Vaping, the new crave?

Video by Chauncy Miller, Ashten Dreyer and Han Parker


Everyone has witnessed it recently. It’s been seen it many places matter-of-fact; out on the corner, on a lunch break, and even indoors. People walk past it bracing for the incoming familiar scent of cigarette smoke – instead there is a whiff of something… fruity?

This alien practice goes by the name of vaping. Vaping is done by the use of an e-cigarette, or electronic cigarette.

These e-cigs are battery operated. The cartridge inside heats up so that the “juice” – a liquid concoction of vegetable glycerin, propylene glycol, assorted flavorings, and ultimately, nicotine – is vaporized, producing an aerosol almost identical to smoke.

Have long-time cigarette smokers finally received the answers to their prayers? Kelsey Rupe, staff member at Vape Krave in Murrieta, believes so.

“It’s a healthier alternative, and you don’t smell like an ashtray,” she said.

And healthier alternative it seemingly is proved to be. A single lit cigarette produces over 7,000 chemicals, with 69 of them proving to be cancerous. While vape juice contains nicotine – which makes it addicting – it also doesn’t have arsenic, formaldehyde, or carbon monoxide in it. There is also have the option of choosing the amount of nicotine added to the juice, which generally come in low, medium, and high levels.

An added bonus for switching to vaping is the money one can save. An average smoker spends about $2,000 on packs of cigarettes a year; while a basic e-cigarette starter kit costs around $40, which only needs the cartridge – costing around $5 for an entire pack – changed after about 300 uses or “puffs.”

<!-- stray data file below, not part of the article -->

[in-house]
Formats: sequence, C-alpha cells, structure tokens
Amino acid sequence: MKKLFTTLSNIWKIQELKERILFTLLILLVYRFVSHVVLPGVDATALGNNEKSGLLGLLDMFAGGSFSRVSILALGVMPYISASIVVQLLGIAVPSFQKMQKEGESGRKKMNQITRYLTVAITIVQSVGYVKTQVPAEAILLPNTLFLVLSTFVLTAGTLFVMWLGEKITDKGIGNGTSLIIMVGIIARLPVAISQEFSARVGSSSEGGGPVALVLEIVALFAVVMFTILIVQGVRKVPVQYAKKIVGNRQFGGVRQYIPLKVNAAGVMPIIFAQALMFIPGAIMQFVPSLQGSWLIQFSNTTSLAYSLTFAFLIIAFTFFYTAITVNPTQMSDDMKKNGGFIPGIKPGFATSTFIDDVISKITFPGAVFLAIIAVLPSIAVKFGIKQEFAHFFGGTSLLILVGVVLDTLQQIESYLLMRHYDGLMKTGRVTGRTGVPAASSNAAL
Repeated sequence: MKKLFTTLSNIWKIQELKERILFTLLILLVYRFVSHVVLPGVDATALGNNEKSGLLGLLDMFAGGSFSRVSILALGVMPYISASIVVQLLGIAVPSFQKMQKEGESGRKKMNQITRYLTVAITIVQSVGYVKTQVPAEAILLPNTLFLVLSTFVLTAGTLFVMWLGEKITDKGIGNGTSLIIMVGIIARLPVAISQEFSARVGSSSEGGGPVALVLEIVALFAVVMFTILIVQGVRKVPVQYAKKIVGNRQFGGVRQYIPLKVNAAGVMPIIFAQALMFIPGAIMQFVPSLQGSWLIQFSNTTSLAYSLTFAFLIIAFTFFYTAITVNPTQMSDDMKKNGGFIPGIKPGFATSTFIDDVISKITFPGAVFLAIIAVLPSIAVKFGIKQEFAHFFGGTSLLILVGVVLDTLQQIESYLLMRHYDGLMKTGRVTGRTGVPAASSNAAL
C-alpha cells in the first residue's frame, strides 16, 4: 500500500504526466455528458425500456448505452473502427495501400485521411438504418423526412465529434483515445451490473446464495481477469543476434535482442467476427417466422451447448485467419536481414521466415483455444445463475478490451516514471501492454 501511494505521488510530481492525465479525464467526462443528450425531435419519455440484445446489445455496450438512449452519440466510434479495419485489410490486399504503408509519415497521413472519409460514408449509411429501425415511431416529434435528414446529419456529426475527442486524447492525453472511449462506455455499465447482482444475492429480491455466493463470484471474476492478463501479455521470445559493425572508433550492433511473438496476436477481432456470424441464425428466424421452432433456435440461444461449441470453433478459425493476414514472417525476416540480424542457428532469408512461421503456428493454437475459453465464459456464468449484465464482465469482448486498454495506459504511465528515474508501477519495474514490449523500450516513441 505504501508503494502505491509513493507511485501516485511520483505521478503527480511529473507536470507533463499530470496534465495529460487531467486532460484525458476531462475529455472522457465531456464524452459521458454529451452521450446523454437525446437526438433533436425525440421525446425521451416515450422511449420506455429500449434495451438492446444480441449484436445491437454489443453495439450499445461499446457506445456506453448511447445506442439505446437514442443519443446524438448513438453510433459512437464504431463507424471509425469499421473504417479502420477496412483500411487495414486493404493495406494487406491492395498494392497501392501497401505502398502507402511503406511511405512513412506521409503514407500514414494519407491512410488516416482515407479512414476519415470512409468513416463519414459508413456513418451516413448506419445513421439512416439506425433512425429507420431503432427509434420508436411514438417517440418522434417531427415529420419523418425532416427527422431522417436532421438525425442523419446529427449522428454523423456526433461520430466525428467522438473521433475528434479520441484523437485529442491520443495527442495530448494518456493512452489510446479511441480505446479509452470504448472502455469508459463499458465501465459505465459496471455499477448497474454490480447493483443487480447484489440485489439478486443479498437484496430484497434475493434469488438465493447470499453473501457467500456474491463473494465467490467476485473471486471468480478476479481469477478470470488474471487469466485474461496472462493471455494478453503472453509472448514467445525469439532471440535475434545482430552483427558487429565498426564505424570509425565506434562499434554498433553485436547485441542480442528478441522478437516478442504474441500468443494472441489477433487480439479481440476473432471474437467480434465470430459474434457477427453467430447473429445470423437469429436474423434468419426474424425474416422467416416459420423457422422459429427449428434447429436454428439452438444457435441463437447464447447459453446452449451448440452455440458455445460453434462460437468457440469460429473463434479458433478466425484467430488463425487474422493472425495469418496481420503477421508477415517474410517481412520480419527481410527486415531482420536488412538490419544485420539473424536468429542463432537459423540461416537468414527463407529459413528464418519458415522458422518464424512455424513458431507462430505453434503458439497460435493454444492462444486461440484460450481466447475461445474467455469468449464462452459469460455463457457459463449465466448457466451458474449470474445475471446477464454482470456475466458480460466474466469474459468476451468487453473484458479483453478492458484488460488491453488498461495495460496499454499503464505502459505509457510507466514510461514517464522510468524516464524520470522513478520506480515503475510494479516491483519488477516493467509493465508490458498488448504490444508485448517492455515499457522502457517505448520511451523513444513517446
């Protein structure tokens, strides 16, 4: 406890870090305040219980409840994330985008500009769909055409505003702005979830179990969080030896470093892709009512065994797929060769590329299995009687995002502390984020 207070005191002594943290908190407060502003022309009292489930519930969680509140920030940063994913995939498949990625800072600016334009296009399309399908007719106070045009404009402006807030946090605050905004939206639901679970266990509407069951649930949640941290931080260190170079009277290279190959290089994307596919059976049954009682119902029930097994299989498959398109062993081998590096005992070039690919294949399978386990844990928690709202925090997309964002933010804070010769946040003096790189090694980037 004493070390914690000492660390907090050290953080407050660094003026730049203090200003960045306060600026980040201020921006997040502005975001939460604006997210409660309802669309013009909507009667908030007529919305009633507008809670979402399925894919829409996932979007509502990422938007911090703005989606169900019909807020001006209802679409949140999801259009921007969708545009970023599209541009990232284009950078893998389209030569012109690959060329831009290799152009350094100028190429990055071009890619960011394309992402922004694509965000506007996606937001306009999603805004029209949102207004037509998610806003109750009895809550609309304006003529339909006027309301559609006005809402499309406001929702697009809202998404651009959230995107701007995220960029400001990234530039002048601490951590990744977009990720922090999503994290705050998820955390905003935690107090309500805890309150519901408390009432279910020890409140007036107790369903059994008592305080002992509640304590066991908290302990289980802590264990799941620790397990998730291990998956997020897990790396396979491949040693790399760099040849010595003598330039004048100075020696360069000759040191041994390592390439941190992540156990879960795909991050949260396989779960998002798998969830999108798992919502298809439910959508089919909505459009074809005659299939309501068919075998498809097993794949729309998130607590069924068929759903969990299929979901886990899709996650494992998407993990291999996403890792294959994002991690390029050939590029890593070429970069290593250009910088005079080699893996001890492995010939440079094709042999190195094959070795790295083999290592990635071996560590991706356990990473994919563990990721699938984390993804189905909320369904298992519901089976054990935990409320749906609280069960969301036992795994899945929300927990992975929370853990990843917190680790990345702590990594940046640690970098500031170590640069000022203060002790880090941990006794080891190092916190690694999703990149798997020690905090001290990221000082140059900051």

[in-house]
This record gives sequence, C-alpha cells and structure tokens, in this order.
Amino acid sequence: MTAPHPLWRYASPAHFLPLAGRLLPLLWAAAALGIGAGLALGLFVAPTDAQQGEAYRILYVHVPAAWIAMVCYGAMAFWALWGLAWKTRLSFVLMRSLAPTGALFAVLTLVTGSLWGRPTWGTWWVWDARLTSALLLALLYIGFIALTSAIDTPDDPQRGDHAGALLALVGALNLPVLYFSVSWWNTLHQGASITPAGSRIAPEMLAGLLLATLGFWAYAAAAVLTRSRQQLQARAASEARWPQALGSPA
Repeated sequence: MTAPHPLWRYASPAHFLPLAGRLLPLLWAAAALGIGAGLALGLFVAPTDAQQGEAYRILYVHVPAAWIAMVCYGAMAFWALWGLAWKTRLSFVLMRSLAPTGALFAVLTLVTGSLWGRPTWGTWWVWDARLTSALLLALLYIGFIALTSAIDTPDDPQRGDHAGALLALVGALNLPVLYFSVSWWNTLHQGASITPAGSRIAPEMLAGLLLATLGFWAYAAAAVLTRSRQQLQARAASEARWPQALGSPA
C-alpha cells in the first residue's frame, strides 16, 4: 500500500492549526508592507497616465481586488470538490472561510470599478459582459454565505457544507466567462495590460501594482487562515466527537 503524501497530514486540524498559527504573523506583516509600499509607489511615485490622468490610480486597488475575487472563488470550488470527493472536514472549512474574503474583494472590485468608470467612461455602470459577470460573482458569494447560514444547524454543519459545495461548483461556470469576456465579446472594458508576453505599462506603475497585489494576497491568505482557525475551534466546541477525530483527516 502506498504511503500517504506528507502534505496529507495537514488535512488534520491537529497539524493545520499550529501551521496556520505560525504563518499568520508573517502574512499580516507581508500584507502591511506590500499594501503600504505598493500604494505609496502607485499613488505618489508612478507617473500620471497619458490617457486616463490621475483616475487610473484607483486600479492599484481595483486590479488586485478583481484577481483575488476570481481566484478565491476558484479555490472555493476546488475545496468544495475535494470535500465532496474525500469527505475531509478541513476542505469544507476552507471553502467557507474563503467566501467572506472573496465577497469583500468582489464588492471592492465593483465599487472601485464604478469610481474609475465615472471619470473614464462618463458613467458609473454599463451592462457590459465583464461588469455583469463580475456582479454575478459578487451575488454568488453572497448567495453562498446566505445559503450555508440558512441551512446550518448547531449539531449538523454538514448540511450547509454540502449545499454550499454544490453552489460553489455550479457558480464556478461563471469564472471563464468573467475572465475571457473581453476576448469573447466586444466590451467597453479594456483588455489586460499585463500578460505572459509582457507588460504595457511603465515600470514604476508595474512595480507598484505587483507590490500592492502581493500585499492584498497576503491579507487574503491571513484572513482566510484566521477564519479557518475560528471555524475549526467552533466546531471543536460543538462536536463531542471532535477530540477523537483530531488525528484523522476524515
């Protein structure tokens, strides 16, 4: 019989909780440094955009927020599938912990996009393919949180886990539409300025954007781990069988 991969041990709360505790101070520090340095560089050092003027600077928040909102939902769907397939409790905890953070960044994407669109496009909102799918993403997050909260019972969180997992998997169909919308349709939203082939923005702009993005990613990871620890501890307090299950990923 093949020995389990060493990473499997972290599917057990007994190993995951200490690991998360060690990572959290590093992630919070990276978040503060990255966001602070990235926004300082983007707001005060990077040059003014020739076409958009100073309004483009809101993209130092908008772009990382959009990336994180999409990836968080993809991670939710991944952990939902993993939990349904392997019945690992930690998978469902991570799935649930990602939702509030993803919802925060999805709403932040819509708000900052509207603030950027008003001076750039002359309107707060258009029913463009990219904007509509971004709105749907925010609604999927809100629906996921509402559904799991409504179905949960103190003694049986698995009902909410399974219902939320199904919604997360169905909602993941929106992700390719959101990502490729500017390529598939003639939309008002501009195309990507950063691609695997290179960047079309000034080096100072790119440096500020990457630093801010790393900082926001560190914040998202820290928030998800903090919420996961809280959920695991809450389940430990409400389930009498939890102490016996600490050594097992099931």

Avid vapor, Justin Shelton, claims he has never felt better after switching to e-cigarettes, and highly recommends it to anyone looking to make the change.

“I like to go hiking, you know, be out and about. I had started to cough a lot, and I knew it was time to do something,” he said. “I tried the patch for a while, and it didn’t really work for me. One of the hardest obstacles about quitting smoking is breaking the whole hand-to-mouth habit, and vaping satisfies both that and the nicotine aspect.”

With the tremendous surge of growth in the vaping industry since it was first introduced in 2007, and over 10 local vape shops popping up in the valley recently, the question has to be asked, “Is this just a trend, and will the hype dwindle in years to come?”

Shelton, on the other hand, disagrees.

“I think there are always going to be those people who take something new and make it a fad, but I think for the people who are actually using it to quit smoking, it’s definitely here to stay,” he said.

2 Responses to "Vaping, the new crave?"

  1. Kyle   September 11, 2014 at 1:34 pm

    As C.S. Lewis said, "A pipe gives a wise man time to think and a fool something to stick in his mouth." ‘Anyone seen any wise men participating in the latest "crave" or just the vacationing Fulbright scholars above, like the one wearing a knit stocking cap in Temecula when it’s 96 in the shade. Get a job people!

  2. will   September 12, 2014 at 10:51 am

    I don’t think that this is just a fad, solely for the reason that it is a technological advancement. It’s a new way to intake tobacco (a substance so culturally and historically ingrained that it’s not likely to go anywhere soon). I for one use this unit and I tend to agree with Justin Shelton, quoted in the article. It’s a great substitute to smoking and for me at least, making the switch has had positive and noticeable health effects.


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